Wednesday, April 30, 2014

life in the dual zone...

a social worker met with me yesterday to ostensibly discuss how i'm doing with the prognosis i've been given.. her first question was, "so, well how do you feel about the decision you took to pursue your 'naturopathic treatments' (her emphasis not mine) you know, and now find yourself in this condition in hospital?"

"well, if i'm not mistaken, every single one of the patients in this ward are here after dutifully following their doctor's advice to take chemo and radiation, have you asked them the same question? you know, how they feel after following standard of care and its promise of remission and greater quality of life, but find themselves in this condition in hospital?"
i had fantastic quality of life from diagnosis until i took a sharp turn last month. my blood panels are all, as they say, unremarkable, my constitutional health is vital and strong, which is why i'm proving such a quandary for the white coats, the odd combination of a healthy body grappling with an advanced and gratuitous cancer... and that's all down to the choices i made last year...

its interesting to me that i'm constantly treated like i'm faking an illness until the diagnostics come back to cross check on my behalf, because when you look at me i can still walk, my organs aren't broken down, my system hasn't been corrupted from months if not years of pharmacology, so no one quite knows what to do with me. . when the relapse hit i had to seek assistance with pain management because of the aggressive nature of the kind of cancer i have, but from the start i've always maintained that i keep my options open and be sensible about how i pursue treatment. allopathic medicine has its place but so far it hasn't had anything to offer in terms of treatment. pain management is another affair. you're not going to reach for essential oils if you've broken your leg. its interesting however that following doctor's orders on pain management to the extent a certain desperation and common sense guides me to, has left me only seeing the negative side-effects... of palliative radiation, of taking drugs to counterbalance side effects of other drugs, but none of the benefits, so, as i said to the social worker, "maybe you want to reframe your question a little and get back to me." :)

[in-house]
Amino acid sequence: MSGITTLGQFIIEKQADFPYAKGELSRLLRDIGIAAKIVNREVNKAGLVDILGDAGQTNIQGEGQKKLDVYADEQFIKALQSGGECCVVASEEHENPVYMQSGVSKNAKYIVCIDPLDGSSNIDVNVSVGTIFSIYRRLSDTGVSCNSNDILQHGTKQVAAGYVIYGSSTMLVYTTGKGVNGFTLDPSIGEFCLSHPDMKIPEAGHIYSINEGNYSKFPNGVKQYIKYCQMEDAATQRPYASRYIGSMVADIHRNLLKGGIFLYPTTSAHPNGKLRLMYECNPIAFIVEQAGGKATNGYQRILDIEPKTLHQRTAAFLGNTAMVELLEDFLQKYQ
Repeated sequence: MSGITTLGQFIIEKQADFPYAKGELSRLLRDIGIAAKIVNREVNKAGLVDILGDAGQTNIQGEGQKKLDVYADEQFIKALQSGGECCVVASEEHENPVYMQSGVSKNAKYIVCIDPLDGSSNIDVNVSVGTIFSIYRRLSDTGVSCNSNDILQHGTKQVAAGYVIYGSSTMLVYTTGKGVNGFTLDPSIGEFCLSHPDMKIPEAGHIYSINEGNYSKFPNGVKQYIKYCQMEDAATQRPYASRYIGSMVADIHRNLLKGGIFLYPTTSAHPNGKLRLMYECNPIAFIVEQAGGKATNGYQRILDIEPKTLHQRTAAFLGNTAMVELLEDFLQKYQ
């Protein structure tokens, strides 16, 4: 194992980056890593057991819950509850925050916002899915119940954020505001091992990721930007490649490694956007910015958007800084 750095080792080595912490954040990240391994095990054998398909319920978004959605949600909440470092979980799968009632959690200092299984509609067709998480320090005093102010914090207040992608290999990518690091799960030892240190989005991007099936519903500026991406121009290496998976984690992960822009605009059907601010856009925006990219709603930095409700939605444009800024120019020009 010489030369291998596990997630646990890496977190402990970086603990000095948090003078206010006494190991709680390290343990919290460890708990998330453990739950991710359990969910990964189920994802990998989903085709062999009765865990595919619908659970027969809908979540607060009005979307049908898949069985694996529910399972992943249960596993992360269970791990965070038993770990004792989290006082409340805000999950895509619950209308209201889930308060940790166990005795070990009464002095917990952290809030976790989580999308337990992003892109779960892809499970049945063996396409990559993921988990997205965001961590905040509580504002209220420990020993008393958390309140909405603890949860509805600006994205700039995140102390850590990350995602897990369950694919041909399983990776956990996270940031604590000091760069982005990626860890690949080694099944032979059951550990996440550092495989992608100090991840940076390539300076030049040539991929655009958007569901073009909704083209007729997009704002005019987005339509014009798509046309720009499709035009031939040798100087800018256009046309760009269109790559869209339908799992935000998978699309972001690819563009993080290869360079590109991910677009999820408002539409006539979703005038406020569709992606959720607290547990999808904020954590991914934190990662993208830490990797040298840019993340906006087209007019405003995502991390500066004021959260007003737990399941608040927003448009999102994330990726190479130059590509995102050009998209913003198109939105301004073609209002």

and that's the nib of it... my white coat team has been getting increasingly uncomfortable... after proclaiming the benefits of palliative radiation it seemed a good gamble (one i don't regret, i was delirious with pain so i won't judge myself, plus i'm also an investigator, i was interested to experiment and see if perhaps i honestly was missing out on something of benefit), my body's responded instead with an incredible surge and overgrowth of what i would call a topical lymphangitic cancer (it was only yesterday that an MD acknowledged that TNBC has a reputation for not only quickly getting into lung, bone and brain, but expressing in these wild topicals... of note, this was never trotted out for consideration for me when we were discussing pros and cons).